Date: May 2006
Creator: Smith, Tamytha Cameron
Description: This thesis examines Rogier Van Der Weyden's two unique fifteenth century Crucifixions, The Crucified Christ Between the Virgin and Saint John and The Diptych of the Crucifixion, in light of Carthusian beliefs, practices and relevant devotional texts. The specific text used to support this examination is the Vita Christi by Ludolph of Saxony, which in part deals specifically with the Hours of the Passion. Ludolph's text is given visual form in Rogier's paintings and supports the assertion that Rogier and Ludolph were connected by a shared belief and worldview. Key aspects of Rogier's life, supported by original documentation- familial ties, associates, patrons, use of finances, and his close involvement with the Carthusians-- support this assertion. Other models of connections of belief, evidenced through artist's work, are corroborated in the work of Grunewald, Sluter and Durer.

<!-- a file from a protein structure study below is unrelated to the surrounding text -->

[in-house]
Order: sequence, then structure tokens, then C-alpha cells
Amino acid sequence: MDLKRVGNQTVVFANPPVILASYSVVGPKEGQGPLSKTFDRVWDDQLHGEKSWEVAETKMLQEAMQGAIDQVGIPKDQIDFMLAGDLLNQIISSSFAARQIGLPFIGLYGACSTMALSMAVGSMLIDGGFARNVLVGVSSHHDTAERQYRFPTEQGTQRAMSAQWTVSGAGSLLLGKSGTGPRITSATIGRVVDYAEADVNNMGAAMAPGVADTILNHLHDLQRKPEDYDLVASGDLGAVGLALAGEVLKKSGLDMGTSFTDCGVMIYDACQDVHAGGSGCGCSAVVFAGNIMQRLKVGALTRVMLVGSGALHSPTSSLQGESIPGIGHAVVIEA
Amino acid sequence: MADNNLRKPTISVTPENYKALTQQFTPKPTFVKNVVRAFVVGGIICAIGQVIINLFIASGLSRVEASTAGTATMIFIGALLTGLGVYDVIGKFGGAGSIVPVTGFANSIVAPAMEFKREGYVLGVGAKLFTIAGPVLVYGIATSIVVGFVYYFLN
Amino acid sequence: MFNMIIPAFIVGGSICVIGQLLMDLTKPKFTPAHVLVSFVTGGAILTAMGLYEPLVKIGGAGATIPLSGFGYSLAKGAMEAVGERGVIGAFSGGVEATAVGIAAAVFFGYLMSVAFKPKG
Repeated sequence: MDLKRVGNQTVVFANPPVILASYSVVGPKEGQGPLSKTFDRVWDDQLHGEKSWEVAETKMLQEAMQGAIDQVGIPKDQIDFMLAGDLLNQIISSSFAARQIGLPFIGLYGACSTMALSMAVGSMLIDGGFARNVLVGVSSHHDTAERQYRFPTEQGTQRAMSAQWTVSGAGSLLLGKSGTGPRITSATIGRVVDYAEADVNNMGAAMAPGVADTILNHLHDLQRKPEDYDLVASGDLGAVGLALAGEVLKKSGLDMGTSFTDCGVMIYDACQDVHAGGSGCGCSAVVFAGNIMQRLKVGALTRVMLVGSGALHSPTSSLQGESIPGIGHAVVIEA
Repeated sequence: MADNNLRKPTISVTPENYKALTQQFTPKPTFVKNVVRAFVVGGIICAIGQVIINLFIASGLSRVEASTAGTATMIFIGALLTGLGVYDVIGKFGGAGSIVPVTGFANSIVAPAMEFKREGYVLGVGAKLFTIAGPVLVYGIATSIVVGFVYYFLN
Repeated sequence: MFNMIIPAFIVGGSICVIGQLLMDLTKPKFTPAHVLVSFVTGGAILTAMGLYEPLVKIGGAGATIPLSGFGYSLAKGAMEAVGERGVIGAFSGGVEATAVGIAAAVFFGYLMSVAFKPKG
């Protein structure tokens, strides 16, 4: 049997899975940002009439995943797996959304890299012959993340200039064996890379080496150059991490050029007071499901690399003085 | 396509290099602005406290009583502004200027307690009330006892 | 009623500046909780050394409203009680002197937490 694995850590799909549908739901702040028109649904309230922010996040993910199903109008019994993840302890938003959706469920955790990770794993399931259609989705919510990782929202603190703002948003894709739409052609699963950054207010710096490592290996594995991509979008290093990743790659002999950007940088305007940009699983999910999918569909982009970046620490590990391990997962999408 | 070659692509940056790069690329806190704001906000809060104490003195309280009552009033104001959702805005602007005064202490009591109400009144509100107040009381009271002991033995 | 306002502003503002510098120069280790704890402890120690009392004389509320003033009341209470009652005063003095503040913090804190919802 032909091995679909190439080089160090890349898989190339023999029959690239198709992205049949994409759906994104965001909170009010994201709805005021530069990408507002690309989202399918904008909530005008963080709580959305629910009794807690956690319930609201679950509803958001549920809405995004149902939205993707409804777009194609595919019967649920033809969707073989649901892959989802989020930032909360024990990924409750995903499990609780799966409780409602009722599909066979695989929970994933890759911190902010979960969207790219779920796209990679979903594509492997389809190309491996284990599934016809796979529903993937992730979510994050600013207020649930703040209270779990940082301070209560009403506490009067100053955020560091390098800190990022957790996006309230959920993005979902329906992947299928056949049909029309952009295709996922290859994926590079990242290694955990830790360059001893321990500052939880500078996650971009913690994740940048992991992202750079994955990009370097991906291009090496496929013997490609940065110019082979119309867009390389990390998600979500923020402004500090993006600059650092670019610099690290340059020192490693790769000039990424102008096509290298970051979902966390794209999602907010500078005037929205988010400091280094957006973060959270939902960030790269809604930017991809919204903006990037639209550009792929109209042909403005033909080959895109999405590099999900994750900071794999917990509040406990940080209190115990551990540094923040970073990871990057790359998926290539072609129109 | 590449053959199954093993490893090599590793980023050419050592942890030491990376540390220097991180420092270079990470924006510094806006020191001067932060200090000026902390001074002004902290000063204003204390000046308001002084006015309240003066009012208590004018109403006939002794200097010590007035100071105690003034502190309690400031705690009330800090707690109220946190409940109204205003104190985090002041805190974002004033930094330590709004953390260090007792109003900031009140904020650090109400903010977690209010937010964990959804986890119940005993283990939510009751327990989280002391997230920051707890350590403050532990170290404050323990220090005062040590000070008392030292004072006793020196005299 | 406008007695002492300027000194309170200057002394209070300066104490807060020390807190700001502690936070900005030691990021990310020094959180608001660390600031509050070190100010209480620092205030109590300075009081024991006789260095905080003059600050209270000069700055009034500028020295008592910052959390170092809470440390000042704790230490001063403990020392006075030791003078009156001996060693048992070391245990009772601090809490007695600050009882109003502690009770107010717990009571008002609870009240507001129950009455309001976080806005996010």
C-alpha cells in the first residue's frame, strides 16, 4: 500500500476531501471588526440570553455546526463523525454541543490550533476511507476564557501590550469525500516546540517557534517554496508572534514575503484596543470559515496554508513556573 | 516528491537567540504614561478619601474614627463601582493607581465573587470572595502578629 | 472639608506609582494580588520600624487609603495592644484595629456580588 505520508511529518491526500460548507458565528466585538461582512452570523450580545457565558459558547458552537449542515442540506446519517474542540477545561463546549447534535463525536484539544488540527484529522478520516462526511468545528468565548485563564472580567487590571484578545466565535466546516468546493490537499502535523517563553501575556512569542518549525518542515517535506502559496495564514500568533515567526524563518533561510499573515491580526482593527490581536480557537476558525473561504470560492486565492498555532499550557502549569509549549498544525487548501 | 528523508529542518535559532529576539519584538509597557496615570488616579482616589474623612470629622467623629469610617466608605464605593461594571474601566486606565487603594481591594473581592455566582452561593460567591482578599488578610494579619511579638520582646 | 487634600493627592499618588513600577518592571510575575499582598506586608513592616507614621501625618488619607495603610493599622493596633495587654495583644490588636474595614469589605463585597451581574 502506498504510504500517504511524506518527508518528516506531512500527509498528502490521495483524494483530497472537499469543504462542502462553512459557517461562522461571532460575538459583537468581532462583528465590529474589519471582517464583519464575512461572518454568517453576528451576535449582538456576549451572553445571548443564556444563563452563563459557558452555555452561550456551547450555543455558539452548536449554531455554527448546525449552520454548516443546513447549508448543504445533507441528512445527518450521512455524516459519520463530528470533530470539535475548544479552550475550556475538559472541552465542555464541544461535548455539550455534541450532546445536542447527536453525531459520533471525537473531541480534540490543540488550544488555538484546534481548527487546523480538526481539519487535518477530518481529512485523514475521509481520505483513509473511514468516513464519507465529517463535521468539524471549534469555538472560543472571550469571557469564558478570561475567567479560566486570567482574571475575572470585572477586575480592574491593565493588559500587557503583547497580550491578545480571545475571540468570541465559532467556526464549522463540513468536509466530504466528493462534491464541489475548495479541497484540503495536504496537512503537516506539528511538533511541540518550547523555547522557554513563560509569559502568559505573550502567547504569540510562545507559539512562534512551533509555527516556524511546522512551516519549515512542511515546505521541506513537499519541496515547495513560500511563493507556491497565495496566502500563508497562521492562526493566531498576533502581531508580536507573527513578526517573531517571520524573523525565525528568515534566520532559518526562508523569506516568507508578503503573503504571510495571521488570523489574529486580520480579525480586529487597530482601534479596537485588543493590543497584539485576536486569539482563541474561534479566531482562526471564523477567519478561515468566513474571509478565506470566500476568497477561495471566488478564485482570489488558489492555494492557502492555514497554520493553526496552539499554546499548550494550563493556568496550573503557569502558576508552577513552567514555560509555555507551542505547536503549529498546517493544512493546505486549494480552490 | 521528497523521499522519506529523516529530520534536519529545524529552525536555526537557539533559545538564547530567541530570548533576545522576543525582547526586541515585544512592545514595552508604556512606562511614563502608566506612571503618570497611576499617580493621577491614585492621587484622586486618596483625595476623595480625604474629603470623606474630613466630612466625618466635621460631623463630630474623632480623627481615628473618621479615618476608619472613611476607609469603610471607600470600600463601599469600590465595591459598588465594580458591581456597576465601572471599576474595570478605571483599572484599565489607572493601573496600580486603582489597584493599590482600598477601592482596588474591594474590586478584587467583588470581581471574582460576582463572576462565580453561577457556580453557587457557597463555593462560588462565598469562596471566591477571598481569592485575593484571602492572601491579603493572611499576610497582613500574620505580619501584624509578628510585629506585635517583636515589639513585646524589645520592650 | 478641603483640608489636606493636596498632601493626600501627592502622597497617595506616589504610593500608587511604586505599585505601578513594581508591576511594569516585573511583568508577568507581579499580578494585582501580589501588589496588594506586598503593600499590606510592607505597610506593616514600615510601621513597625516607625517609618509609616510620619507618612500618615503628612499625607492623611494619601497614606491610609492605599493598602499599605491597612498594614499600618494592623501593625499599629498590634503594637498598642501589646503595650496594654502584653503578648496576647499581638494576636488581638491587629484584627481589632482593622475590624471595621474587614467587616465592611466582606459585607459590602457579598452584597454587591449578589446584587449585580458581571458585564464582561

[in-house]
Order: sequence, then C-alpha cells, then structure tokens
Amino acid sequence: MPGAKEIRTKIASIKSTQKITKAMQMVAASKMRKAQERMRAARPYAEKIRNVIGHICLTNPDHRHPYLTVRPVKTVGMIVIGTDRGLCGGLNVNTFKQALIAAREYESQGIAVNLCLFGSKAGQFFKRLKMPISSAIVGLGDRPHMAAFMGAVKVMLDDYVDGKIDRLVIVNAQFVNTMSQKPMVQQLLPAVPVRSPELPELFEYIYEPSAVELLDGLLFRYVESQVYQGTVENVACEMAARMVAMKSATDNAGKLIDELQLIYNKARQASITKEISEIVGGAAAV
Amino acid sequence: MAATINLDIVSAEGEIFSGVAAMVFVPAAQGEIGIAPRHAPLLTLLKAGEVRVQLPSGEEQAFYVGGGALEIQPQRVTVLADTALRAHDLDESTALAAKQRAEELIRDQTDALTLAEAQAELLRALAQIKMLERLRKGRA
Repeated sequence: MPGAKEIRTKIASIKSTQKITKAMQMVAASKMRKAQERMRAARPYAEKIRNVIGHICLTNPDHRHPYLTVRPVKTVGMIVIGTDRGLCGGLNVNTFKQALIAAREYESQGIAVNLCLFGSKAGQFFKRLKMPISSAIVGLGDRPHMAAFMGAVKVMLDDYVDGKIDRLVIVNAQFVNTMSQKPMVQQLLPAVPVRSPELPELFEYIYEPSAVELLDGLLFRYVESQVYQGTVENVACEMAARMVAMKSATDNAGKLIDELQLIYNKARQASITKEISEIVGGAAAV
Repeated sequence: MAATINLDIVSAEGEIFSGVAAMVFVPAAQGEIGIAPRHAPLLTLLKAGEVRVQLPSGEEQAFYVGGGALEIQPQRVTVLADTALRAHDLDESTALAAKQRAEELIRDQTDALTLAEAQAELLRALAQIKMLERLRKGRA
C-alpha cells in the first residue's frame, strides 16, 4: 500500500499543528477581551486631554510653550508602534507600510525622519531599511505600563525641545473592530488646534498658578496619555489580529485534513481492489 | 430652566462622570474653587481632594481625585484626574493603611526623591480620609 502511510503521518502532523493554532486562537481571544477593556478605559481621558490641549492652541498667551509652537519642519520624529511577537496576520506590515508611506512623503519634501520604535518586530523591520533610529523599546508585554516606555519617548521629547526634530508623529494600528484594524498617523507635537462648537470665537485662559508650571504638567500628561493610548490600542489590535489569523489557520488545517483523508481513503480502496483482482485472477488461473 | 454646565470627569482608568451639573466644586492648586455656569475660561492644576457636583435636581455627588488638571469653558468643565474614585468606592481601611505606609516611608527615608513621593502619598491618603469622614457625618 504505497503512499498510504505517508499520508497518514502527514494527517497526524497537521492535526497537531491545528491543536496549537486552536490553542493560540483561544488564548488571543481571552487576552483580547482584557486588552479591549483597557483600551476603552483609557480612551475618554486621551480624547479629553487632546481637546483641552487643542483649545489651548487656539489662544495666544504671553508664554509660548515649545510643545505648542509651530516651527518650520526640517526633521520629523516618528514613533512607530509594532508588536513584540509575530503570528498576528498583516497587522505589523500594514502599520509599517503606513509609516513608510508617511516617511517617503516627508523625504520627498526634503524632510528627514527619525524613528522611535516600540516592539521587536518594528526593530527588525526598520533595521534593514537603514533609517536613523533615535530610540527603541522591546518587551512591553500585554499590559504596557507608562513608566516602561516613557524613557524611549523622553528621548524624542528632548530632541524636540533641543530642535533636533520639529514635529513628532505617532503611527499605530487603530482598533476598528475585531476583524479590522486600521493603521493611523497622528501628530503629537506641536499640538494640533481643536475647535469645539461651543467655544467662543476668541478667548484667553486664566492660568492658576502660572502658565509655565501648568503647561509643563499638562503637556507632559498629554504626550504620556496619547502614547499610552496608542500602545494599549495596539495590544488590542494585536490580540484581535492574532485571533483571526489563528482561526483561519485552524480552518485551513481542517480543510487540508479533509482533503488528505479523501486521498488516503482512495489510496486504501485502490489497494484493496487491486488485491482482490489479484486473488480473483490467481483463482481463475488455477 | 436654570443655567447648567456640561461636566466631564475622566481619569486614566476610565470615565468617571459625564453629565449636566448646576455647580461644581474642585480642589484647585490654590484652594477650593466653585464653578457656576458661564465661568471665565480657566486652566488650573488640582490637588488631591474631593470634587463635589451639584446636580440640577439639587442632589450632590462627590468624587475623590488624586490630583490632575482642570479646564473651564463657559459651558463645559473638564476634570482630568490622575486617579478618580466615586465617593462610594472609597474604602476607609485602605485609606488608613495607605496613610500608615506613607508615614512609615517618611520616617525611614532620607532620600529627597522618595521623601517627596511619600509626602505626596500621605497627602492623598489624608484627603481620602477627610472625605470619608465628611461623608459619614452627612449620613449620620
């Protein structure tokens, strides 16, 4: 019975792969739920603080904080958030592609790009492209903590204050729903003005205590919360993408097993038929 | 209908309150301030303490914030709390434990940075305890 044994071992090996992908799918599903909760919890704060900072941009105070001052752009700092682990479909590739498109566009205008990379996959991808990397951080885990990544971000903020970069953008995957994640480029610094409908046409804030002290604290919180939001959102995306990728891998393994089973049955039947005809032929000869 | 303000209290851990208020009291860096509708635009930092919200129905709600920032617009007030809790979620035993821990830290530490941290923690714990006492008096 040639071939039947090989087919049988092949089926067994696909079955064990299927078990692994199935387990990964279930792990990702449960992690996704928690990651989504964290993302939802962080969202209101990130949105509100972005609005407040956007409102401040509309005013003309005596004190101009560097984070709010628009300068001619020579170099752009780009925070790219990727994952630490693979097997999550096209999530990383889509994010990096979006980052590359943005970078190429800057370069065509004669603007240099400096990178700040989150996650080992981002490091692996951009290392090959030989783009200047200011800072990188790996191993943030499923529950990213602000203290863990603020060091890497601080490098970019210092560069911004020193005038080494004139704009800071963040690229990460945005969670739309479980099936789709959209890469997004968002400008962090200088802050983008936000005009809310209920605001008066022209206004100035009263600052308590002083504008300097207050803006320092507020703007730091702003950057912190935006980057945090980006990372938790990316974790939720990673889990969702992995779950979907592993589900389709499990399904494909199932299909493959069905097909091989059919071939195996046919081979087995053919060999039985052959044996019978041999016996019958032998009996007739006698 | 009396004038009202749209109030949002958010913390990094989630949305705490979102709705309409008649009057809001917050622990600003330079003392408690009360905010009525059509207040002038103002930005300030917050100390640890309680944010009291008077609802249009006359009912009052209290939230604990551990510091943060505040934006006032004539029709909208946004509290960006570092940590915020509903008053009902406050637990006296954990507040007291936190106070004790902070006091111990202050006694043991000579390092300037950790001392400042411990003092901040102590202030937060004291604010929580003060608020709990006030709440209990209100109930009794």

Contributing Partner: UNT Libraries